Threats to American unity are not unique to modern times. In the 1960s, the assassination of President Kennedy, the tension of racial strife, the political extremes of the Radical Right with its John Birchers and the Radical Left with its threat of Communism all raised critically urgent questions relative to our national unity, to our political stability, and to our vaunted respect for the rule of law. The Challenges to Democracy is an assessment of the foundations of political unity in the United States.
The American consensus, as Murray Clark Havens defines it, emphasizes a set of values and procedures that most Americans, since the adoption of the Constitution, have accepted in principle: religious tolerance, individual freedom in intellectual and cultural matters, the importance of education and intellectual effort, settlement of internal conflict through peaceful and political processes, the supremacy of law, a high and generally rising standard of living, and, since the Civil War, racial compatibility.
Never in our history have the ideals of this consensus been fully achieved, but as long as the majority of our citizens accept the validity of those ideals and the democratic procedures for realizing them, the basic American political unity is not threatened. However, when citizens who cannot accept the elements of the American consensus become influential enough to block the democratic process, then that consensus is threatened.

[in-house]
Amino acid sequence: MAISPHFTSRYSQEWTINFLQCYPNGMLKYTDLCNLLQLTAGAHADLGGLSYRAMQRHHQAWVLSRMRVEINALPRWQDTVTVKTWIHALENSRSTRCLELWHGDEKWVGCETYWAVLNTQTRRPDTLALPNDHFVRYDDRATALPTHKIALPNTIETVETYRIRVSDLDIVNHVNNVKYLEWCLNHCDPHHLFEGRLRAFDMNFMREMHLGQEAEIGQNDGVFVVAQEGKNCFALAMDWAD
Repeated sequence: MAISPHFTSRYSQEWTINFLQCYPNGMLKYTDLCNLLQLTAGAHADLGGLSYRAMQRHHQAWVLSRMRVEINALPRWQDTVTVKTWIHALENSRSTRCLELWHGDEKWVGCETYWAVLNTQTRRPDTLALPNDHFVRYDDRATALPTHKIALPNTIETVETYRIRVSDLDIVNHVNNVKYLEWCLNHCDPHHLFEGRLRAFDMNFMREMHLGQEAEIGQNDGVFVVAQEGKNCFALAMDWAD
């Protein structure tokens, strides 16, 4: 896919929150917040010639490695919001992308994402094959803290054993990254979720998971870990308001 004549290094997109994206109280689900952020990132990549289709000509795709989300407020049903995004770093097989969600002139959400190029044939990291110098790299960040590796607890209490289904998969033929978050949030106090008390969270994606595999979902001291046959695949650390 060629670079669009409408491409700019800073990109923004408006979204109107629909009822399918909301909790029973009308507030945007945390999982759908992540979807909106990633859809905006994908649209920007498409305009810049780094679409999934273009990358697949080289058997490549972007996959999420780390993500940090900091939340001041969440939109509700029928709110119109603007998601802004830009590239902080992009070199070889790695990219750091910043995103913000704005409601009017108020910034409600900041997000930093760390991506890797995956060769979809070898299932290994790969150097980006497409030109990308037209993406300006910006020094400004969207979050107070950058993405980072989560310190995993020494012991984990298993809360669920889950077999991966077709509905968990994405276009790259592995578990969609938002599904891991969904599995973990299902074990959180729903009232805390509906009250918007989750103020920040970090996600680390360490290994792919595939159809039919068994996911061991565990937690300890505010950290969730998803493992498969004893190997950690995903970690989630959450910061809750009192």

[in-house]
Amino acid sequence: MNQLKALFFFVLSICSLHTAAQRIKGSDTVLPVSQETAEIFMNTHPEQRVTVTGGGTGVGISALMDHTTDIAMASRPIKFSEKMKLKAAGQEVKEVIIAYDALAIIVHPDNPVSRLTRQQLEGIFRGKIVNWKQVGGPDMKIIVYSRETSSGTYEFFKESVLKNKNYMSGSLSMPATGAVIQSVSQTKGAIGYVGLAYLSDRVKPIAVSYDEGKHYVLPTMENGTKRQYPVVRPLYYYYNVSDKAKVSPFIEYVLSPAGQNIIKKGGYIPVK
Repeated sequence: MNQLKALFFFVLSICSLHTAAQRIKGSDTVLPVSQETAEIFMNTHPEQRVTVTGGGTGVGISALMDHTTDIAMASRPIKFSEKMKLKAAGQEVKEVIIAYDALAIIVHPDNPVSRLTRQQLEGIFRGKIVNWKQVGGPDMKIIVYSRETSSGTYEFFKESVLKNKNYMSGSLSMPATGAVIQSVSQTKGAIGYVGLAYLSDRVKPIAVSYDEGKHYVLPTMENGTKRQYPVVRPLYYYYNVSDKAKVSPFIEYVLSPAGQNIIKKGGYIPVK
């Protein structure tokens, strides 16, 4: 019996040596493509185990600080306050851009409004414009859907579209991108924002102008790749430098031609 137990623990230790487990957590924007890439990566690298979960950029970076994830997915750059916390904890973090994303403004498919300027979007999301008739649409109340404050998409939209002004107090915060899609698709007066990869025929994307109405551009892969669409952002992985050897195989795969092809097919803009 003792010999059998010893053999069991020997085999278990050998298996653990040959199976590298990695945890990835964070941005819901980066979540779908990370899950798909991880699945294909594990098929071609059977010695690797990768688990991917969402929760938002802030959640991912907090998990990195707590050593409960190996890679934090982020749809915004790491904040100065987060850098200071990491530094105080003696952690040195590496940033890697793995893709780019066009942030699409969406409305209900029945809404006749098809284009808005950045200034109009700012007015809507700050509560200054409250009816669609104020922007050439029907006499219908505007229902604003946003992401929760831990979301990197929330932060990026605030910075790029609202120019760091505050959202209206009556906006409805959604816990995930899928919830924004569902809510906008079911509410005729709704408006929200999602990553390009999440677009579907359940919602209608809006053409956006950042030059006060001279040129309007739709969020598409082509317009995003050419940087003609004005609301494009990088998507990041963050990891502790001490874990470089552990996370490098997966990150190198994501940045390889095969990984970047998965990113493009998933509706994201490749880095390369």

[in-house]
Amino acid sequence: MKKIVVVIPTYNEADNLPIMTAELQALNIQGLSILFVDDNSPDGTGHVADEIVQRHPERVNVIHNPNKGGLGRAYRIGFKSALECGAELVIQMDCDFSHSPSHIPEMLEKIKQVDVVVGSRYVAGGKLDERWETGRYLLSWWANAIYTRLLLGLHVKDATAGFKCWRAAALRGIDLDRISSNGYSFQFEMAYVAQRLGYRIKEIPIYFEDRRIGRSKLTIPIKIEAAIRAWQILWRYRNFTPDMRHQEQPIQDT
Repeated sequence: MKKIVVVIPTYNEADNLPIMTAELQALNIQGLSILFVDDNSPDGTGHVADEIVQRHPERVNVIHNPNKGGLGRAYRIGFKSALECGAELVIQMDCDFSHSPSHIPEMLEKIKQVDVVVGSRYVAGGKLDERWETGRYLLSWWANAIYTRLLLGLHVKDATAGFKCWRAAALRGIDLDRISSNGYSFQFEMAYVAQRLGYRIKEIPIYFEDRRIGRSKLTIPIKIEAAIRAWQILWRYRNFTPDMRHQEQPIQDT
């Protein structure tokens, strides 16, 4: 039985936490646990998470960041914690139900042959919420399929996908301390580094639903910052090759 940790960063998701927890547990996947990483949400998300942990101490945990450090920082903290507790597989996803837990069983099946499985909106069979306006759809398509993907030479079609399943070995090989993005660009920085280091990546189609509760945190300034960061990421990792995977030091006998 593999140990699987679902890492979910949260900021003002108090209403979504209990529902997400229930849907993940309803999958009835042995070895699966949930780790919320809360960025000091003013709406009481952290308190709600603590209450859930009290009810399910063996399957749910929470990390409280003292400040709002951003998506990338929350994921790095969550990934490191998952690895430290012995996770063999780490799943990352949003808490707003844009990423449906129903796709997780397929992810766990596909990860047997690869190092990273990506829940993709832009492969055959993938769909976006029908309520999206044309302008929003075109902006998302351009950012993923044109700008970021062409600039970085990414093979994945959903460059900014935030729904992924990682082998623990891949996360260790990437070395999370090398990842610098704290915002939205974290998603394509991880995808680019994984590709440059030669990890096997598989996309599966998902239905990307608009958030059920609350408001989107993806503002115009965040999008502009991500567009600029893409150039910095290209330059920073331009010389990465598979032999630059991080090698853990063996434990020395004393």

Havens shows how such threats have come to us all through our history—the Civil War, racial and religious bigotry, the Ku Klux Klan, Huey Long, Father Coughlin and other extremists of the desperate thirties, McCarthyism. He discusses contemporary dangers to American unity such as those connected with the acceptance of the African American, religious friction in politics and government, the Radical Right and the Radical Left, and our foreign policy as an expression of the American consensus.
The broad conclusions of this study are that our national unity is continuously in jeopardy, with frequent recurrences of serious questions as to the permanence of some of the patterns we have always associated with American government, but that our democracy is possessed of considerable potential for survival because of our deep national commitment to democracy and because of our even deeper nationalism.